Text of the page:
This is the Jaguar XF Sportbrake, which has made its debut at the Geneva motor show 2012. It will go on sale in October.
The XF Sportbrake gives Jaguar a much-needed rival to cars such as the Audi A6 Avant, BMW 5 Series and Mercedes-Benz E-Class. Its an estate version of the XF saloon, with a bias towards style rather than outright practicality.
The XF Sportbrake offers 550 litres of boot space with the seats up and up to 1675 litres when the seats are folded, which is more than you get in an Audi A6 Avant or a BMW 5 Series Touring.
We inspected the XF Sportbrake at an exclusive preview and can confirm the boot is a good, square shape, with no awkward load lip to heave luggage over. Levers inside the opening let you drop the rear seats without having to walk around to the side of the car.
Unlike the seats in its German rivals, the Sportbrakes lie completely flat when folded. It's just a pity the boot is a little shallow when the seats are up and the load cover is in place.
Five key facts
• It's the second estate in Jaguars history, after the X-type
• There are 2.2 and 3.0 diesel engines
• Standard self-levelling rear suspension
• Optional powered tailgate
• Rear seats fold flat
Aside from its more practical rear end and a slight increase in rear headroom, due to its flatter roofline the Sportbrake is much like the saloon on the inside. That means theres space for four six-footers, and numerous smart touches, including electrically opening air vents and a disc-shaped gear selector that rises out of the centre console.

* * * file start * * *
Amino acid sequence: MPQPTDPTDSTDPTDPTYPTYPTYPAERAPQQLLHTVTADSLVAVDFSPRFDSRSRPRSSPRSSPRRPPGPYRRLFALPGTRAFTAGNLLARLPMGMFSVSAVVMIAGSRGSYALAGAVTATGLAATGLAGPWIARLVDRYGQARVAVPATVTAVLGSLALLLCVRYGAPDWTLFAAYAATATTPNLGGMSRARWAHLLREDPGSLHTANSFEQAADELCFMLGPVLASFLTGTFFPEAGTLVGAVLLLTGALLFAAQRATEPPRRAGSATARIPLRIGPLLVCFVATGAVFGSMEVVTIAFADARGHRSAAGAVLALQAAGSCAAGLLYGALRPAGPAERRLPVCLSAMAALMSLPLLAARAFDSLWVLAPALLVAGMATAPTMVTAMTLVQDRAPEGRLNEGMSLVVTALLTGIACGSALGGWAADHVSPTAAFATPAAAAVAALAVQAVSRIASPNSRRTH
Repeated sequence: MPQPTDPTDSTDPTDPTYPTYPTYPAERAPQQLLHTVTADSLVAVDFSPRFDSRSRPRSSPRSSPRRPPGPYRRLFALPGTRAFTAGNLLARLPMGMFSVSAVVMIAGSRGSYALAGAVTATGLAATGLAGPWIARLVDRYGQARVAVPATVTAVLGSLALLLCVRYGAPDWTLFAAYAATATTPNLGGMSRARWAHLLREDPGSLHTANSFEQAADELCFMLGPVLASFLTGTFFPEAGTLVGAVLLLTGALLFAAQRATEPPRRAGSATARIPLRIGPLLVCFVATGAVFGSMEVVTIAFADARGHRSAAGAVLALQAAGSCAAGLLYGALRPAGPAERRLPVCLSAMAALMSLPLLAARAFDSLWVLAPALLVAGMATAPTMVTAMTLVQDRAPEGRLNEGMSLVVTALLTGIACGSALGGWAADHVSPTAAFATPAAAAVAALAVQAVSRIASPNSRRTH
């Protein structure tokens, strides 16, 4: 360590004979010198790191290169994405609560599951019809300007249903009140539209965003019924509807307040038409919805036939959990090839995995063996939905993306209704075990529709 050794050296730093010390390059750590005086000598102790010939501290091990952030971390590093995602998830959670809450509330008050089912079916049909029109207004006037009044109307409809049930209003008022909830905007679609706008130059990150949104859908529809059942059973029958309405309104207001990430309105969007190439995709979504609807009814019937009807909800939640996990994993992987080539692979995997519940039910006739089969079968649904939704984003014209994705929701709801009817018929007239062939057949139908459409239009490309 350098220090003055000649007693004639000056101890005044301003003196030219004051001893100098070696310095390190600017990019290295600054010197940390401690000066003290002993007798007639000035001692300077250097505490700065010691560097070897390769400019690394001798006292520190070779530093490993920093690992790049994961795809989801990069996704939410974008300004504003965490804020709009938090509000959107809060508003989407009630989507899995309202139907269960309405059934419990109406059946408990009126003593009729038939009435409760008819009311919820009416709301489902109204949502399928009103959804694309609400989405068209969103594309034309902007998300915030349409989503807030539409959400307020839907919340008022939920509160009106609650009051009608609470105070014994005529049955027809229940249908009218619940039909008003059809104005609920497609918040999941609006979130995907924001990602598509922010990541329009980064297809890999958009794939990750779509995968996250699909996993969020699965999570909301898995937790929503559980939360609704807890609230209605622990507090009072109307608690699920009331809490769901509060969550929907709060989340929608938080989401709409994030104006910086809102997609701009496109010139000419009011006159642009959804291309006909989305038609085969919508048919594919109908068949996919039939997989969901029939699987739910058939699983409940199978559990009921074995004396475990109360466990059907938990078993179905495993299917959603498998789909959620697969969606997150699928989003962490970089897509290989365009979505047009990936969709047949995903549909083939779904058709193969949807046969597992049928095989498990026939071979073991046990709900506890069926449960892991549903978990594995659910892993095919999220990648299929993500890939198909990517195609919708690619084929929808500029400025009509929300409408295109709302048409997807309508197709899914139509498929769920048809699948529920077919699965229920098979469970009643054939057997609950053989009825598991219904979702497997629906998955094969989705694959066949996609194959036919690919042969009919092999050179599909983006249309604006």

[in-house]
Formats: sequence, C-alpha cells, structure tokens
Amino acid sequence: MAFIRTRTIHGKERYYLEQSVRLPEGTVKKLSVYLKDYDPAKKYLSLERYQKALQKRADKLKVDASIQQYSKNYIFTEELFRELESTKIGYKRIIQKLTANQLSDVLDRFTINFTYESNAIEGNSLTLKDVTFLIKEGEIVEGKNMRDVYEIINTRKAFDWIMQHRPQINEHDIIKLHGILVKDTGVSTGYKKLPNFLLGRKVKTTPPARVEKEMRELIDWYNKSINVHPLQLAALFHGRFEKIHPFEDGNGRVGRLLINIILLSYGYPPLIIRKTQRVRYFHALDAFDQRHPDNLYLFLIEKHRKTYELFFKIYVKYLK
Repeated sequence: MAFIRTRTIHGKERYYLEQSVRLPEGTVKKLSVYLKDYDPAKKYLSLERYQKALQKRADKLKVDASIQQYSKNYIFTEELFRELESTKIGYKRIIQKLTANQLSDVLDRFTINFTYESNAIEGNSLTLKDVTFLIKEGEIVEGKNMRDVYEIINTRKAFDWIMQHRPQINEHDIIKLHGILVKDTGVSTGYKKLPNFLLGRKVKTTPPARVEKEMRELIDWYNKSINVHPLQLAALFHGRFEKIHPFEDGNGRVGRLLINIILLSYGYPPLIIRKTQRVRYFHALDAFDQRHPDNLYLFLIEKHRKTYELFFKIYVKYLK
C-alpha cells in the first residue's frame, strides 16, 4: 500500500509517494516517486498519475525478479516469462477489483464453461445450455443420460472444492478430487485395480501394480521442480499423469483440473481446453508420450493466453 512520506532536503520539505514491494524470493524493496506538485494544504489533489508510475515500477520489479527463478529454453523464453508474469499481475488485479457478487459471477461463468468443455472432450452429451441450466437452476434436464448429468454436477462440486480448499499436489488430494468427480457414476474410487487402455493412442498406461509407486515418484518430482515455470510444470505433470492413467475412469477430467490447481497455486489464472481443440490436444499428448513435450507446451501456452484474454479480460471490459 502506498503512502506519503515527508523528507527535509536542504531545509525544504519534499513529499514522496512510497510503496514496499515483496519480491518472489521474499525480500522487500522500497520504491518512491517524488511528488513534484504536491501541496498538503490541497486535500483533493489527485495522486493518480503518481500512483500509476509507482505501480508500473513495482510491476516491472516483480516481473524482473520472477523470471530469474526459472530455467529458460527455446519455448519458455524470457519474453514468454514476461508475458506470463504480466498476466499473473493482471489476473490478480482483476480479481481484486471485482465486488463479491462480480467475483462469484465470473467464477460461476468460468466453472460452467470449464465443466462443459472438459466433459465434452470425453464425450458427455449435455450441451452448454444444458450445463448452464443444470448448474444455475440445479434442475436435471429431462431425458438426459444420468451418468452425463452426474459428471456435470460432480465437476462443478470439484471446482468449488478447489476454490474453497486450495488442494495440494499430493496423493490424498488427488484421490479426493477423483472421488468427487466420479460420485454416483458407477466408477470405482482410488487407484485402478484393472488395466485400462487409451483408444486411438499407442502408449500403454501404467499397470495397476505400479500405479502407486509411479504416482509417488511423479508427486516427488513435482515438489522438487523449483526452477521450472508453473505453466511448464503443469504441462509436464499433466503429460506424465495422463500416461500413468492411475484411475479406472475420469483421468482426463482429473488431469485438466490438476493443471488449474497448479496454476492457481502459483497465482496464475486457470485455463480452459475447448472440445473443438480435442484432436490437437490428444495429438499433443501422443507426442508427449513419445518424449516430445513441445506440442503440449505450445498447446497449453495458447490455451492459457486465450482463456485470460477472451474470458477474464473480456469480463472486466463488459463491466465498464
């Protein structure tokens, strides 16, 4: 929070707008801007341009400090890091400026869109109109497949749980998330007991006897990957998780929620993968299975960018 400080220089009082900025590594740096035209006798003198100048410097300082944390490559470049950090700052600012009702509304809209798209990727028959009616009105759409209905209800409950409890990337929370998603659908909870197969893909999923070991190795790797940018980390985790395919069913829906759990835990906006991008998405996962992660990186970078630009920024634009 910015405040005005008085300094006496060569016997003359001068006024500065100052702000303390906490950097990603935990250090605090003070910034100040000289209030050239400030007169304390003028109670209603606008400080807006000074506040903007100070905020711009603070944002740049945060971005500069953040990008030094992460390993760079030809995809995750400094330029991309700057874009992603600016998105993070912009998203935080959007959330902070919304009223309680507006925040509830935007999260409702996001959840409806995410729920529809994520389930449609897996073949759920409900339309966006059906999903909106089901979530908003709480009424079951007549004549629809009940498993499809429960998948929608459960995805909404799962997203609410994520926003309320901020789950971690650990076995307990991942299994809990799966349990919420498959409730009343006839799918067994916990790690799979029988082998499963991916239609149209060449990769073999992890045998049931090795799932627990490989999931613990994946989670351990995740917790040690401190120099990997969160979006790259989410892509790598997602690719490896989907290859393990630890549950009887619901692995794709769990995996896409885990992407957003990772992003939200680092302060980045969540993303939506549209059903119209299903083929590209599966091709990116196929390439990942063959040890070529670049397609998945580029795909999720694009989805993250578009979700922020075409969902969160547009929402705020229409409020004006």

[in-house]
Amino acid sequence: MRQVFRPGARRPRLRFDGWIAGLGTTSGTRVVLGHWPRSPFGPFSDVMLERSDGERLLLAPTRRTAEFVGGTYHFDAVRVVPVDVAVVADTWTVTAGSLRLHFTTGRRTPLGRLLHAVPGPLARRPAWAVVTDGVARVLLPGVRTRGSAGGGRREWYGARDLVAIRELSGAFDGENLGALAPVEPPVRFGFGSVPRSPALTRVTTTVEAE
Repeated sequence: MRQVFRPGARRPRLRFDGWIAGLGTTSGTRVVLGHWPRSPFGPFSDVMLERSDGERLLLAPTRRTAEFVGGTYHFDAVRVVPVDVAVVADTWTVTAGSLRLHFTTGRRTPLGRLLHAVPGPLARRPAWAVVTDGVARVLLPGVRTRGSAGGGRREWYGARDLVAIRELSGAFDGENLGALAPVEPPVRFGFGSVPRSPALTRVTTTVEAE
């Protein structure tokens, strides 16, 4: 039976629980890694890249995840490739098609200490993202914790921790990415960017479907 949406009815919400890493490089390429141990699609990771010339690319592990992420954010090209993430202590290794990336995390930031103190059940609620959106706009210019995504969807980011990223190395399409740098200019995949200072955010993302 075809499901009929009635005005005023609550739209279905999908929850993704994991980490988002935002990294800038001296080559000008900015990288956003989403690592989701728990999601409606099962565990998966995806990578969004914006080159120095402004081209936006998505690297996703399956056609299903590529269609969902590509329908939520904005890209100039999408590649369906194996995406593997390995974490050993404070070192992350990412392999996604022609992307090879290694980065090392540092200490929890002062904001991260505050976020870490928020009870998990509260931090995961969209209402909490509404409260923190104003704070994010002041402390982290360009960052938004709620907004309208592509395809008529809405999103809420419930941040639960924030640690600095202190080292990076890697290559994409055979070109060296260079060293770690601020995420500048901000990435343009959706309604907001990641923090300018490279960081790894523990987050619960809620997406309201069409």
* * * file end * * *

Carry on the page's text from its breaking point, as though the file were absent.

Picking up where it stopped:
The news isnt all good, though, because some of the plastics feel a little cheap compared with those in the A6 and 5 Series, and the touch-screen infotainment system is fiddly to use.
In saloon form, the XF is one of the best executive cars to drive, and the Sportbrake promises to be every bit as good because Jaguar claims that it matches the saloons aerodynamics and body rigidity.
In addition, Jaguar has swapped the saloons conventional rear suspension for air suspension that ensures the car remains level even when its heavily loaded.
Sportbrake buyers will be able to choose between 2.2-litre four-cylinder and 3.0-litre six-cylinder diesel engines, but Jaguar says it has no plans to offer a high performance XFR V8 petrol model.
What it will offer is an Aero Pack that brings a rear spoiler, deeper bumpers and beefed up sills, and a Black Pack that replaces the exterior chrome with gloss black trim and pairs this with similarly finished alloys.
Jaguar is yet to confirm prices, but wed expect a Sportbrake to cost around 2000 more than the equivalent XF saloon. That means a likely starting point of around 33,000, which is in line with its key rivals.